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Improve systems' real-time performance

Posted: 16 Nov 2007 ?? ?Print Version ?Bookmark and Share

Keywords:multicontext architecture for industrial system? real-time industrial system design? flexible embedded processor?

Industrial applications have more inherent challenges than consumer applications. They must operate within very tight time constraints and require a high degree of deterministic predictability. Typically they are deeply embedded within production-floor systems, which are often in harsh factory environments. Manufacturing lines require precise sequencing and synchronization of operations that, in turn, demand consistent real-time performance from embedded controllers.

Industrial automation controllers need to deliver deterministic real-time performance. They must also be compatible with the surrounding production environment and various communications networks. Many embedded industrial applications are built around field buses, which are optimized to provide deterministic performance for controlling runtime machine operations. However, there is a growing movement toward the use of communications standards such as Ethernet for intermachine and production-wide networking.

The inherent differences between deterministic field buses and standards-based networks can make it particularly difficult to integrate these disparate communications protocols using conventional microprocessors. In addition, the need to support a range of communications interfaces can lead to increased inventory and logistics costs if different components are needed for each interface.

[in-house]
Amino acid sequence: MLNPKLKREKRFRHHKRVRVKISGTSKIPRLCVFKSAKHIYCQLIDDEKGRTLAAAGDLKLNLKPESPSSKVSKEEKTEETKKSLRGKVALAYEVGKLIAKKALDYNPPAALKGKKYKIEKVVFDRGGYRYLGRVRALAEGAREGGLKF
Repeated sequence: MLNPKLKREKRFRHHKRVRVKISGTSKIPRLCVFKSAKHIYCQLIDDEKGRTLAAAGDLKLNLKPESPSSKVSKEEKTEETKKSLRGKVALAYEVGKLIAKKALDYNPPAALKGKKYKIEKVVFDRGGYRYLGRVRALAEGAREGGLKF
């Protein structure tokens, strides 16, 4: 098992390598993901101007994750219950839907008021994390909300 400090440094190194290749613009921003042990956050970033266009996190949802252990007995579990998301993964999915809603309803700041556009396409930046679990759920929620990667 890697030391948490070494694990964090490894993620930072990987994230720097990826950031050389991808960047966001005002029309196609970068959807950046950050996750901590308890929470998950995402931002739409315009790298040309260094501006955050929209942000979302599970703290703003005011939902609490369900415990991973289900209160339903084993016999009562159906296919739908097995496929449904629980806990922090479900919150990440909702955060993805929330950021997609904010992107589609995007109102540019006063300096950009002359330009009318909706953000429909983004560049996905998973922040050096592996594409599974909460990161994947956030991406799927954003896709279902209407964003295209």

Most microprocessors spend much time handling switching and managing tasks. And commercial microprocessors don't distinguish between real-time and safety-critical tasks vs. user application code and user-interface tasks. So it becomes almost impossible to ensure deterministic low-latency processing of real-time and safety-critical tasks without additional software (i.e. RTOS). Even then, the designer has relatively little control over how the RTOS manages task switching and prioritizing of code execution.

Multicontext architecture
A new chip-level architectural approach addresses these shortcomings by using multiple independent hardware contexts and by handling many of the real-time tasks within the chip itself. This architecture allows for hardware-level partitioning of management functions and real-time task execution. It allocates processing priorities across as many as five separate hardware contexts, thus enabling the highest-priority tasks to always have immediate and unblocked access to processing resources.

For industrial applications, the ability to control latency is critical. It enables tasks such as sensor reading, control metrics, motion control and PLC outputs to be executed immediately and predictably. By dedicating code such as real-time loops to a specific hardware context within the chip, the multicontext architecture can minimize latency.

Similarly, for situations that require interfacing with multiple field buses or standards-based networking, multiple hardware contexts provide an excellent way of isolating the differences between the interfaces. A deterministic bus such as CAN, Modbus or Real-Time Ethernet can run at full speed on a dedicated hardware context without having to wait for processing resources the way it would in a single-MCU implementation.

Because real-time tasks are handled by independent hardware contexts, the multicontext architectural approach also means that much of the software overhead associated with real-time operation can be eliminated. The simplification of software development represents a major cost and time-to-market savings, and consequently, more robust systems.